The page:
Exit, pursued by a Rain Train

The bright, sunny days of summer have once again caused the lawns of Magnolia to erupt with garden sprinklers.

One of my neighbors doesn't feel quite right unless there's water falling on his yard in some way. If it's not raining, he's out sprinkling. Another seems to water by consulting charts of the moon's phases.

This year I took a good look at our old sprinkler and decided that it just wasn't up to another season. A quick pass through the garden supply section of the local discount store revealed to me that this once simple job would now best be handled with the latest in hi-tech implements.

The array of selections before me was truly mind-boggling. There were 27 different models of rain simulators spread out over two aisles, and they ranged in complexity from $10 twist-on hose nozzles and $15 soak-n-spray hoses punched full of holes to the Deluxe Rain Train for "only $95.95!"

The Rain Train, which looks like a little cast-iron tractor with cleated wheels, follows its own hose up grades and around curves along a preselected path until it ends up back against the house at the faucet. Of course, if you have forgotten to go out and shut the thing off before then and it gets that far, there's no way to turn it off without getting wet. Also, if it manages to jump off its preset hose track, you might just find your sprinkler two houses down the block doing its best to crawl along toward Ballard. This is indeed a lawn sprinkler to be reckoned with.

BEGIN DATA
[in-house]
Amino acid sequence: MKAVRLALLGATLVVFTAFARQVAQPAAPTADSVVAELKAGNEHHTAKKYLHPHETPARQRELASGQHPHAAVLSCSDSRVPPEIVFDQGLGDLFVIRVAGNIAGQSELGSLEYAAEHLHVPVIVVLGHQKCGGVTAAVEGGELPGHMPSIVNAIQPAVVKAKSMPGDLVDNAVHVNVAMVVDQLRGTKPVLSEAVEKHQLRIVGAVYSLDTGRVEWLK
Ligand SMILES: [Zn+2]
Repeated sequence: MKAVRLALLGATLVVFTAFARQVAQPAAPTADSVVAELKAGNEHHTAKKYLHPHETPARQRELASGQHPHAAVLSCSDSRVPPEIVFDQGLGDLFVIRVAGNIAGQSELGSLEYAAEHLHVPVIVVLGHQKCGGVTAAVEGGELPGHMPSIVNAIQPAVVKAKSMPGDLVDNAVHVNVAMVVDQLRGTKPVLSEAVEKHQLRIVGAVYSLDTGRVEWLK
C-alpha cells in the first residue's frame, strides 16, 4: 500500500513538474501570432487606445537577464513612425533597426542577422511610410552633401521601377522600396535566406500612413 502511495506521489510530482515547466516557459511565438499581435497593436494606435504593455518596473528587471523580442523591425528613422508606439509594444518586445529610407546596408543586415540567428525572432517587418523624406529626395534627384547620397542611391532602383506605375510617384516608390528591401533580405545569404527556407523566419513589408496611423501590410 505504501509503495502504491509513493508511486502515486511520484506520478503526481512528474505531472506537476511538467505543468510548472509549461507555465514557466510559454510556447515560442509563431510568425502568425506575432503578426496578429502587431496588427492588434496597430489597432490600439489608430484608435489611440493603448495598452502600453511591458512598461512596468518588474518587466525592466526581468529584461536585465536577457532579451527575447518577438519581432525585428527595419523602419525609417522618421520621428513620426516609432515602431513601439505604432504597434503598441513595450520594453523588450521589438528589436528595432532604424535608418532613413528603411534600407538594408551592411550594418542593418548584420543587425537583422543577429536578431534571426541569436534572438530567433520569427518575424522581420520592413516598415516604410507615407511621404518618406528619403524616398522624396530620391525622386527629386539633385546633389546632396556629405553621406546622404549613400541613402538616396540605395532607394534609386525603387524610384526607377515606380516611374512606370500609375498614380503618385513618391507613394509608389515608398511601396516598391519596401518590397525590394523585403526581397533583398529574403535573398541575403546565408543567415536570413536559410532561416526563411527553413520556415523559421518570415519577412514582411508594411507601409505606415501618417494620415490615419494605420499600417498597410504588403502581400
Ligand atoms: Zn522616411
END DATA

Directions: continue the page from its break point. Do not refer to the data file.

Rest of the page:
As I continued to stroll down the garden store path, I passed a multi-patterned sprayer that featured five different watering designs and the venerable hose-powered Rain Birds. What stopped me, though, was the Turbo-heart Oscillating Rain Fan display. Anything with a turbo in it, I figured, has to be high performance. ("Turbo" seems to be this year's hot catchword.) Besides, the sprinkler promised no puddling.

Our yard successfully spans the entire spectrum from Sahara to Everglade; one part of the front lawn collects sun-bleached bones, while last December's rains are still seeping into other parts of it.

Once we finally had the hose stretched out to our Oscillating Rain Fan and hooked up, then we began the exasperating job of finding just the right amount of water pressure to do the job.

Turn the hose all the way on and the sprinkler proceeds to water both the street and the neighbor's yards on either side.

At the same time, if the water isn't on hard enough, the sprinkler will stay in one place and won't oscillate.

With summer's low water pressure, a simple flush of the toilet is usually enough to stop the back-and-forth motion.

Watching the water squirt from the sprinkler brought back memories of hot, sticky days in the Midwest and the fun we used to have as youngsters dashing through the refreshing shower. We would play in the water until our mothers would come out of the house and chase us away for turning the yard into a mudhole. "You kids are going to ruin the lawn!"

Last week, as I watched the water spraying back and forth, I thought, "Why not?" I was only wearing shorts and a T-shirt, so I quickly doffed my sandals and walked out through the stream of invigorating water. The wet grass felt good between my toes.

"Just what do you think you're doing?" came the cry from my partner, the Lady Marjorie, from inside the house.

"Playin' in the sprinkler," I replied - but personally, I thought it looked rather self-explanatory.

"Well, get out of it, you'll start digging up the yard! [Where had I heard that before?] An' don't you dare drip all over the floor - you'd better come in through the garage.

"Good heavens, once a kid...."

Passers-by probably thought me a little foolish, but then, you might try being a little childish yourself on one of these hot days. I'll guarantee you that you'll get at least one grin out of it.

After all, when was the last time you walked through a sprinkler?

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